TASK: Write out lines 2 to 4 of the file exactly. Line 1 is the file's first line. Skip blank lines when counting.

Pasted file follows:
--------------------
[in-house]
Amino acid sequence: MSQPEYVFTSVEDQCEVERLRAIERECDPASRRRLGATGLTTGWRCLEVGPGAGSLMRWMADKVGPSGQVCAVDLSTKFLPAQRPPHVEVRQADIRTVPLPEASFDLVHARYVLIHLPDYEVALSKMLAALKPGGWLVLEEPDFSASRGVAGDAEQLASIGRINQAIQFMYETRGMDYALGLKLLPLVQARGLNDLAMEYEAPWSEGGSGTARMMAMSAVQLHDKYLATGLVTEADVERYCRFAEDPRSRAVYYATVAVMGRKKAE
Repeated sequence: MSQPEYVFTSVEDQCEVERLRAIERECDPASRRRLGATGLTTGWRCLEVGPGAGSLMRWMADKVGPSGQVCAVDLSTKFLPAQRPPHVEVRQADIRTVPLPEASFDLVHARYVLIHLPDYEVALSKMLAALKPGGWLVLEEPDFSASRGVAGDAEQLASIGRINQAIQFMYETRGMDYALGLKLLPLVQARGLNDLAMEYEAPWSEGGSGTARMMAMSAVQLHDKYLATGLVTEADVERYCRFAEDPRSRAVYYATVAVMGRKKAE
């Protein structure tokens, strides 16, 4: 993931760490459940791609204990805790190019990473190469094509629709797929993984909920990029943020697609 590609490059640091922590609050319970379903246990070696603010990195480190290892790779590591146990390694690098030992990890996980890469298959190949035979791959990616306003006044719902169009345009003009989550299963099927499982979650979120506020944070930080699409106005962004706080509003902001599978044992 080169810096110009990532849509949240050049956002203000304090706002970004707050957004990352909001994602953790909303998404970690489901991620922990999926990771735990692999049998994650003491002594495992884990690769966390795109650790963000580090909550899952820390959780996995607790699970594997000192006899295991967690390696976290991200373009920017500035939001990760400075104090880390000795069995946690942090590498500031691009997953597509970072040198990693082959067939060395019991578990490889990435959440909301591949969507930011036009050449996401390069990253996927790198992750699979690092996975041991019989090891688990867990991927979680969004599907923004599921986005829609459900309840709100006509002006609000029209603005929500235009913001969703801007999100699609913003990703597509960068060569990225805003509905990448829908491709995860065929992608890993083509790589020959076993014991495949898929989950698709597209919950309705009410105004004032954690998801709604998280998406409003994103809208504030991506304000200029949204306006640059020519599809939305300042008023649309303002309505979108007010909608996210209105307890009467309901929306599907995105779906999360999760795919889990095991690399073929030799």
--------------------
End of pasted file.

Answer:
Amino acid sequence: MSQPEYVFTSVEDQCEVERLRAIERECDPASRRRLGATGLTTGWRCLEVGPGAGSLMRWMADKVGPSGQVCAVDLSTKFLPAQRPPHVEVRQADIRTVPLPEASFDLVHARYVLIHLPDYEVALSKMLAALKPGGWLVLEEPDFSASRGVAGDAEQLASIGRINQAIQFMYETRGMDYALGLKLLPLVQARGLNDLAMEYEAPWSEGGSGTARMMAMSAVQLHDKYLATGLVTEADVERYCRFAEDPRSRAVYYATVAVMGRKKAE
Repeated sequence: MSQPEYVFTSVEDQCEVERLRAIERECDPASRRRLGATGLTTGWRCLEVGPGAGSLMRWMADKVGPSGQVCAVDLSTKFLPAQRPPHVEVRQADIRTVPLPEASFDLVHARYVLIHLPDYEVALSKMLAALKPGGWLVLEEPDFSASRGVAGDAEQLASIGRINQAIQFMYETRGMDYALGLKLLPLVQARGLNDLAMEYEAPWSEGGSGTARMMAMSAVQLHDKYLATGLVTEADVERYCRFAEDPRSRAVYYATVAVMGRKKAE
């Protein structure tokens, strides 16, 4: 993931760490459940791609204990805790190019990473190469094509629709797929993984909920990029943020697609 590609490059640091922590609050319970379903246990070696603010990195480190290892790779590591146990390694690098030992990890996980890469298959190949035979791959990616306003006044719902169009345009003009989550299963099927499982979650979120506020944070930080699409106005962004706080509003902001599978044992 080169810096110009990532849509949240050049956002203000304090706002970004707050957004990352909001994602953790909303998404970690489901991620922990999926990771735990692999049998994650003491002594495992884990690769966390795109650790963000580090909550899952820390959780996995607790699970594997000192006899295991967690390696976290991200373009920017500035939001990760400075104090880390000795069995946690942090590498500031691009997953597509970072040198990693082959067939060395019991578990490889990435959440909301591949969507930011036009050449996401390069990253996927790198992750699979690092996975041991019989090891688990867990991927979680969004599907923004599921986005829609459900309840709100006509002006609000029209603005929500235009913001969703801007999100699609913003990703597509960068060569990225805003509905990448829908491709995860065929992608890993083509790589020959076993014991495949898929989950698709597209919950309705009410105004004032954690998801709604998280998406409003994103809208504030991506304000200029949204306006640059020519599809939305300042008023649309303002309505979108007010909608996210209105307890009467309901929306599907995105779906999360999760795919889990095991690399073929030799």